- You think there's a connection? - (ABE AND ROSE ARGUING IN DISTANCE) I'm just so nervous all the time.
I keep thinking that something's gonna go wrong.
You are healthy - as a very pretty, skinny horse, Astrid.
- Oh.
But you'll have to move this hand out of the way eventually.
The doctor's gonna have to get in there.
ABE: So, you're saying a rat has a soul? - A rat? - ROSE: Yes.
It's small and ugly, but it's there.
This brisket looks very undercooked.
That's what happens when pesky brothers keep opening oven doors.
Just saying.
Touch my belly.
I would love to.
Really? (CHUCKLES) You're gonna be a mommy.
I know.
- (DOOR OPENS) - MOISHE: Ding-dong! SHIRLEY: We're here! MOISHE: Where's the free stuff? - Japan? - France.
Looks like Japan.
We got a lot of rooms at our new place in Forest Hills.
- Lot of space to fill.
- ABE: Yes, I believe you've mentioned that before, Moishe.
Just tell us what you'd like to take.
Our finishes are beautiful, so we're holding the furniture to a very high standard.
- ROSE: As you should.
- Nope.
- What? - MOISHE: Sorry.
Doesn't pass the tush test.
The tush tells me whether it's happy or not.
That tush it's a gift.
Trust the tush.
Taiwan? France again.
It's quite expensive.
I'm sure it's expensive.
Just doesn't look it.
- Nope.
- Oh.
- Tush always knows.
- Trust the tush.
Fine, Moishe.
Don't take anything.
The bowl with the nuts is something we could use.
The nuts we don't need, but we could use the bowl.
I'm waiting for your tush to chime in.
ROSE: Take the bowl, Moishe.
MIDGE: He wasn't kidding! Ethan wasn't kidding! Esther's gone.
She ran away.
Oh, God.
Oh, God.
Oh, God.
- (ESTHER CRYING) - She was just coming out - to greet her daddy.
- Oh, thank God.
Esther, what were you thinking? ETHAN: Told you.
MIDGE: Got a few things set aside for the cab ride to your place to keep the kids occupied, and everything else is boxed and labeled and ready to go.
Good thing I brought my forklift.
I just got everything together.
Even carved out time to make one last brisket.
- Really? I don't smell it.
- (ABE AND ROSE ARGUING IN DISTANCE) MOISHE: Are you taking the tablecloth, Shirl? SHIRLEY: I can cut it into doilies! - ROSE: Then come up with another idea.
- ABE: Fine.
Look, Midget, Mom found one of my old books.
Tom Swift and His Magnetic Silencer.
- Still holds up.
- ABE: North Manhattan.
- The oven's not working.
- Yeah, I told you that.
- Zelda? - Yes, Miss Miriam? See if Mrs.
Fulber is awake, coherent and willing to cook my brisket for two hours at 375.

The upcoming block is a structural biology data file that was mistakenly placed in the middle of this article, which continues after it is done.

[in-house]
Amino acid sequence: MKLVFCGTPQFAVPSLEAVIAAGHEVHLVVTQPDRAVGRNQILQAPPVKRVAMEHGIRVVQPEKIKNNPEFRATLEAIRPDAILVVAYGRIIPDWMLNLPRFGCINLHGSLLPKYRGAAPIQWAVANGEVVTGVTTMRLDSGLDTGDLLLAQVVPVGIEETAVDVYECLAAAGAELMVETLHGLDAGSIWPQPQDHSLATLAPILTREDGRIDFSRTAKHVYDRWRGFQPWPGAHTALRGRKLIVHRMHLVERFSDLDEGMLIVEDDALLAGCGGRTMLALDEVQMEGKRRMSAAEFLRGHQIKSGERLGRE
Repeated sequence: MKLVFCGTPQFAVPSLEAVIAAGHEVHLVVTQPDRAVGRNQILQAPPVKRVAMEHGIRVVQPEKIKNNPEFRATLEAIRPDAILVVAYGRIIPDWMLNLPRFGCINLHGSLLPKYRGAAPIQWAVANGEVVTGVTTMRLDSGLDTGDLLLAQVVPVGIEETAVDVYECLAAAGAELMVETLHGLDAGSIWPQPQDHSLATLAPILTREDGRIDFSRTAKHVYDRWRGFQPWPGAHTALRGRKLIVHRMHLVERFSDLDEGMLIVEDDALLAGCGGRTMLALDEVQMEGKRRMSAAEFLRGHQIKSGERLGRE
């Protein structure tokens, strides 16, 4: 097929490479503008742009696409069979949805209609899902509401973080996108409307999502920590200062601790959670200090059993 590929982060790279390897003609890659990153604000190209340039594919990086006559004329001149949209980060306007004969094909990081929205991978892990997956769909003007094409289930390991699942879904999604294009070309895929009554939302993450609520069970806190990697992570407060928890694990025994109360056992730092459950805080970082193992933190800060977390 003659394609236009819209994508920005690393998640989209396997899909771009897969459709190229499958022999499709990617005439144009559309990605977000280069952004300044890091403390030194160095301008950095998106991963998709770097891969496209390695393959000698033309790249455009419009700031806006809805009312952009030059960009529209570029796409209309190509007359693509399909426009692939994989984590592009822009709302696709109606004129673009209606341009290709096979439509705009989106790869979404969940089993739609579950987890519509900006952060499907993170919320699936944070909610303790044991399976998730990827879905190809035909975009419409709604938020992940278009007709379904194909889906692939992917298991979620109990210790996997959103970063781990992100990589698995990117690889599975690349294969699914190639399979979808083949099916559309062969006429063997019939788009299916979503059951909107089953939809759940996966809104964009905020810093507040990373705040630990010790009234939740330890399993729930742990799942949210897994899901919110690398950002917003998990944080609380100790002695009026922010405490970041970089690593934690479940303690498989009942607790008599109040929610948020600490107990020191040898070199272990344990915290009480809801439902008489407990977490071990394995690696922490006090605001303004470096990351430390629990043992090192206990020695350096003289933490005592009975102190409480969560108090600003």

- Right away.
- ROSE: You're trying to move us to the Bronx.
ABE: Few dead dogs don't sound so bad now, do they? - ROSE: Who are you? - How long's that been going on? - Fire escape.
- ABE: Stop with the histrionics.
ROSE: Histrionics? This from a man who quit not one - but two jobs in the same day.
- Miss Myerson.
- Come in.
- Look, Dawes, I'm not sure how caught up you are on all this, but I'm in business with your boss now, okay? And I just think it would be smart for you to maybe drop the attitude, - treat me with the respect that I - Jenkins.
(SUSIE GRUNTS) What the fuck? DAWES: Your coat, miss.
This isn't over.
SOPHIE: Hello, Susie.
- Sophie, hi.
- (SOPHIE CHUCKLES) So, here we are.
- Off to the races.
- Yes, ma'am, off to the races.
(CHUCKLES) Let's repair to the library.
DAWES: I'll be here, miss.
(MEN LAUGHING, SPEAKING INDISTINCTLY) Sounds like the writers have a winner.
Let's check in.
- (SHUSHING) - Hello, boys.
- Hi, Sophie.
- Remember me, Sophie? Oh, I heard laughter.
- What do you got for me? - TED: Phil.
Well, I think we've got a couple of winners here - for you, Sophie.
- SOPHIE: Let's see.
Oh! Hi, Susie.
- You're working for Sophie, huh? - HERB: Yeah.
Going on 20 years now.
- We used to be married.
- (CHUCKLES) Which one are you laughing at, Sophie? The one about the potholes? That was mine.
The Aunt Jemima joke? That was mine.
- Keep going.
- TED: Okay, Sophie.
- Thanks, Sophie.
- You got it, Sophie.
-Coming right up.
- Susie, what time is it? Uh, around 3:00.
or P.
? You're joking, right? Could you get word to my mom? Tell her I'm okay? I got to go.
Welcome to the library.
Books feed me.
Wow, looks like you ate all of them.
- Beg your pardon? - I just said "impressive.
" Sit.
I want to show you something.
Very exciting.
- Strindberg.
- Mm, you've heard of him.
- Actually, I have.
- Mm-hmm.
He's one of the great playwrights.
A true master.
I was at an orgy once, and the man behind me kept raving on and on about August Strindberg.
Turned out to be Eugene O'Neill.
Small world, huh? - Ain't it, though? - (CHUCKLES) Miss Julie.
My dream role.
Now give me your thoughts.
Who do you see for Jean? (CHUCKLES): Oh, God.
So many.
- Lunt? - Lunt's good.
Love Lunt.
- Yes.
- Or Pope.
The pope could do it.
Does he speak English? - Michael Pope, the actor.
- Of course, yes.
- Michael Pope.
He's good, too.
- Mm-hmm.
Hey, a-are we talking Broadway here? You don't think it should be off-Broadway.
- No, I'm just wondering.
- Do you not believe in me? - No, I do.
- If I wanted to be with someone who didn't believe in me, I'd have stayed with Harry Drake.
No, it should be on Broadway.
Well, then, I need your assurance.
I need to know that this will happen and that your other commitment will not get in the way.
No, it won't.
It absolutely won't.
I hear she's opening for Shy Baldwin.
- She is.
- He was rude to me in Paris last year.
Shy Baldwin.
I ran into him on the Boulevard Saint-Michel, and he practically elbowed me - to the Rue du Bac.
- Shouldn't have done that.
- You're not going on the road with her, are you? - Well, just for a couple legs.